When the defending champion Dallas Cowboys and the Pittsburgh Steelers square off Sunday afternoon in Miami's Orange Bowl, they should produce the biggest upset in Super Bowl history—a good football game. In the past, the NFL championship has often been something less than super. You had a team with no offense, or one fumble-struck by all the hoopla, or—worst of all—the Minnesota Vikings. For excitement, the Super Bowl has rivaled watching Terry Bradshaw battle baldness.
Not this time. At long last, the AFC and the NFC have both put their best teams forward. The Steelers and the Cowboys are the two best in pro football, with outstanding organizations, coaches, quarterbacks and defenses. It looks like a super Super Bowl.
No two Super Bowl teams have ever had better credentials. The Steelers were the winningest team in the NFL this season, with a record of 14-2. They now have a seven-game winning streak, but that is only the second longest in the league. The Cowboys have won eight straight. Pittsburgh won the AFC championship game by 29 points. Dallas responded by winning the NFC championship game by 28. Pittsburgh yielded only five points to Houston in the title game, but Dallas was even stingier, shutting out Los Angeles.
Pittsburgh and Dallas have been down the Super Bowl road before. In fact, Sunday's game marks the first rematch in Super Bowl history. In Super Bowl X three years ago in the Orange Bowl, the Steelers edged the Cowboys 21-17 in a game considered by many to be the most exciting of these affairs yet played. This time around, the Steelers and the Cowboys have an extra incentive. Not only will the winners get $18,000 apiece, as well as Super Bowl rings worth about as much as the $2,500 it cost Art Rooney to obtain the Steelers in 1933, but they will also become the first team ever to win three Super Bowls. Pittsburgh is perfect in Super Bowl play, winning Games IX and X. Dallas has a .500 record, winning Games VI and XII, losing V and X.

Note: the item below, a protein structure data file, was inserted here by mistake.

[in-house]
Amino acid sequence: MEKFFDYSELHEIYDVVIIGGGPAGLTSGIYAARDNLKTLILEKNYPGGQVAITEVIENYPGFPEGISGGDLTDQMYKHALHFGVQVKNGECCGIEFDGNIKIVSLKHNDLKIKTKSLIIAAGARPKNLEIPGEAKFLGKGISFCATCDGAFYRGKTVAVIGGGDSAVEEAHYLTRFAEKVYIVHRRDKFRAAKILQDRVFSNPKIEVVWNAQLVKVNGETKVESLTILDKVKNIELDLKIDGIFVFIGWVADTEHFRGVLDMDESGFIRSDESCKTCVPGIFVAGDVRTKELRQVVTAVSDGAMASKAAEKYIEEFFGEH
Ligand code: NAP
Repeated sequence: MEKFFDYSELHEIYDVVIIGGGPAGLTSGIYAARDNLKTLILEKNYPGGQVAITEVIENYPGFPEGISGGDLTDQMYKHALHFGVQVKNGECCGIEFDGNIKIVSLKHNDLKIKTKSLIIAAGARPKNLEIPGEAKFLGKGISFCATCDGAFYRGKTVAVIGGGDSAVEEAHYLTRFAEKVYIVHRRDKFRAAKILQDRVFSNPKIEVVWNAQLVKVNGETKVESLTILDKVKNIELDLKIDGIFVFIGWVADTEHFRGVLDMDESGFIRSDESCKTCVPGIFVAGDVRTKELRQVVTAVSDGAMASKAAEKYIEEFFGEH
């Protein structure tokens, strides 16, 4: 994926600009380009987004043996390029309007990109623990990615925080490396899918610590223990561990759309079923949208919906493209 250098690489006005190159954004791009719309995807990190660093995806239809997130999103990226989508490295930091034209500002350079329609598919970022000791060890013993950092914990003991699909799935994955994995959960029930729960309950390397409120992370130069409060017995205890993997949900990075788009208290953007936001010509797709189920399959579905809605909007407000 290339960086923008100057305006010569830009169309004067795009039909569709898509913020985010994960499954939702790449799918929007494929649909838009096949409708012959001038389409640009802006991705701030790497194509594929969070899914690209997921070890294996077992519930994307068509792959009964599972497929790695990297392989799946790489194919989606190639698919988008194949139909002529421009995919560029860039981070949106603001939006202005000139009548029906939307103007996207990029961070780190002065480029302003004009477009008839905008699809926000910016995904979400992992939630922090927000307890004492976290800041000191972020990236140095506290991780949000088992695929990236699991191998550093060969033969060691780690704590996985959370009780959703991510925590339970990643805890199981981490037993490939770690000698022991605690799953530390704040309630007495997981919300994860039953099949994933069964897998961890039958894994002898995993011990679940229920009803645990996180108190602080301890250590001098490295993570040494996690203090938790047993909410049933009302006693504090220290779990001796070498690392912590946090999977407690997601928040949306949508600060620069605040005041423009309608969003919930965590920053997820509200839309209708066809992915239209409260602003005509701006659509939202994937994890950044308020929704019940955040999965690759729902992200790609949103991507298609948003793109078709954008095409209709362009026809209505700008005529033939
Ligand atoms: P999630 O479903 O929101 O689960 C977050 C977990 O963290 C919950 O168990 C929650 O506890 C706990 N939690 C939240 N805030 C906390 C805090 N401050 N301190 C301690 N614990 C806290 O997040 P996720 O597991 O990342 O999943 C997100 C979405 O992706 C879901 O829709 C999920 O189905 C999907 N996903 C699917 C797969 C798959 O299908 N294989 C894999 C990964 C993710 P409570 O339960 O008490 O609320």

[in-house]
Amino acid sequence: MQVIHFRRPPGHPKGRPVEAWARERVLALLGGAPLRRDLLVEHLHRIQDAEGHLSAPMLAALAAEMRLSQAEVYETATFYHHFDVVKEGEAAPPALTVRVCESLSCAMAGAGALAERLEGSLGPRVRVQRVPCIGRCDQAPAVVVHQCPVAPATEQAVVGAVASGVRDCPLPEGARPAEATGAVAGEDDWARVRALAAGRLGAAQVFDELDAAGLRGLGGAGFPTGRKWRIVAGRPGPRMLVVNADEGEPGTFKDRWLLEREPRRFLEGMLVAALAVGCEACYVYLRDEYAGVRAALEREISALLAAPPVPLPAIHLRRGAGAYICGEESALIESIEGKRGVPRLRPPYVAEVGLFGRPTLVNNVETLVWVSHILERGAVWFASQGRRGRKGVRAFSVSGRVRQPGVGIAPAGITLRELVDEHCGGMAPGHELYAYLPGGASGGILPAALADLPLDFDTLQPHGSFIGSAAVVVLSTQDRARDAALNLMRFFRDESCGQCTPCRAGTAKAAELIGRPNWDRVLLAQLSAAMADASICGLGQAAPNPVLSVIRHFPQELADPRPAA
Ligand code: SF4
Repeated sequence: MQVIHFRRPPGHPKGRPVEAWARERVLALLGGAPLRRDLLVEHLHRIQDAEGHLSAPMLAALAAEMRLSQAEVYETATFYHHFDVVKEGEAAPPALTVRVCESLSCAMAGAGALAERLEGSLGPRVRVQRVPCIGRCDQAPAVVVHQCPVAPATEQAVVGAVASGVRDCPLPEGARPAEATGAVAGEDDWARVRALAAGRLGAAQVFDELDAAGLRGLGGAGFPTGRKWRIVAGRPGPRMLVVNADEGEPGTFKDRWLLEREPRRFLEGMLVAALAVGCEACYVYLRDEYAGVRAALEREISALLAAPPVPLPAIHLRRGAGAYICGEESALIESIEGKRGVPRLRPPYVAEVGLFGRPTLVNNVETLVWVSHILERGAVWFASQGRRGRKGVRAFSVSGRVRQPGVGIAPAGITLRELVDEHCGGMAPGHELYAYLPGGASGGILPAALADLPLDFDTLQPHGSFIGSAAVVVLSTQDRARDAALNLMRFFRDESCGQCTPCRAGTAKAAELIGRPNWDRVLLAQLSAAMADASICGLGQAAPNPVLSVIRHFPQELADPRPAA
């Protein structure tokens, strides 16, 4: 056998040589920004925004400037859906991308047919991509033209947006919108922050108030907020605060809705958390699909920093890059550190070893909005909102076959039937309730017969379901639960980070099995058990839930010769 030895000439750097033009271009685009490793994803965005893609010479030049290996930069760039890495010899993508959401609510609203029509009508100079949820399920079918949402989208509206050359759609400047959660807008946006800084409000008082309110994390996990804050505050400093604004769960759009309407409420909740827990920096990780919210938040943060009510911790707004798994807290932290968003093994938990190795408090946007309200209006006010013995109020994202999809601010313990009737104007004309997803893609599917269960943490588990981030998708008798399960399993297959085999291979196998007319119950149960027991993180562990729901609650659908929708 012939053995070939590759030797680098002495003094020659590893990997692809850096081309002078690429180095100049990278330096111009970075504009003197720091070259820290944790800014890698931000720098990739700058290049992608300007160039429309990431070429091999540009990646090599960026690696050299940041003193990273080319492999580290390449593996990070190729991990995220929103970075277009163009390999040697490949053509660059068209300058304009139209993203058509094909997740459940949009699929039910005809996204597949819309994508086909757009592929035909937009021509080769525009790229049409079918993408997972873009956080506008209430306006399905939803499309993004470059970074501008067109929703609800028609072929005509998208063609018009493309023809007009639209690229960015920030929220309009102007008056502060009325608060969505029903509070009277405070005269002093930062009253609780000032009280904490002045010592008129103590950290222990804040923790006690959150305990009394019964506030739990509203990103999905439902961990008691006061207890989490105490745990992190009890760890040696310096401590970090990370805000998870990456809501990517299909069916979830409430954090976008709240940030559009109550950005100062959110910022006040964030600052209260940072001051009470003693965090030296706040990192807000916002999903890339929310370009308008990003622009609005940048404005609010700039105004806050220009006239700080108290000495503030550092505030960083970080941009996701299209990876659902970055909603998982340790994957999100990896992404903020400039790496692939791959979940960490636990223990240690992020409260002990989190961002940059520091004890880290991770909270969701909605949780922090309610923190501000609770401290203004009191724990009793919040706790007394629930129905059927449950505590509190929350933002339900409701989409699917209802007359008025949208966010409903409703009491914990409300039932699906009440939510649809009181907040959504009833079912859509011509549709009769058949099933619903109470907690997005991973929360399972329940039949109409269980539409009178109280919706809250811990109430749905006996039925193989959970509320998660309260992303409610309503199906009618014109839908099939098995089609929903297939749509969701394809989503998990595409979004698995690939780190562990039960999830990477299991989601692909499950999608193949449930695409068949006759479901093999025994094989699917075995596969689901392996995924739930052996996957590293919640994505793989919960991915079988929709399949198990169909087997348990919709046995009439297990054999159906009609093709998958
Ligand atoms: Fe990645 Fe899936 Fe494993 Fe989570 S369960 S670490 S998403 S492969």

Pittsburgh and Dallas have the most stable, effective organizations in their respective conferences. They also lead the NFL in developing their own talent, although neither force-feeds rookies into its starting lineup. Only one rookie—Steeler Cornerback Ron Johnson—will be among the 44 starters in XIII. Both teams signed 42 of their 45 players directly out of college. Under Coach Chuck Noll, who suffered through a 1-13 season in his first year as coach in 1969, the Steelers have now qualified for the playoffs seven straight years, the longest such streak in the league. Under Tom Landry, who endured an 0-11-1 record in 1960, the first season for both Landry and the Cowboys, Dallas has made the playoffs 12 times in the last 13 years.
Ten Steelers and nine Cowboys will play in next week's Pro Bowl. The starting quarterbacks in that game will be the starting quarterbacks on Sunday—Pittsburgh's Bradshaw and Dallas' Roger Staubach. Both Bradshaw and Staubach set club passing records for touchdowns this season. Staubach led the entire NFL with a quarterback rating of 84.9. Bradshaw led the AFC with a rating of 84.8 and was named the NFL's Most Valuable Player. Staubach and Bradshaw can each choose between throwing to a Pro Bowl wide receiver—Dallas' Tony Hill and Pittsburgh's Lynn Swann—or handing off to a Pro Bowl running back—Dallas' Tony Dorsett and Pittsburgh's Franco Harris.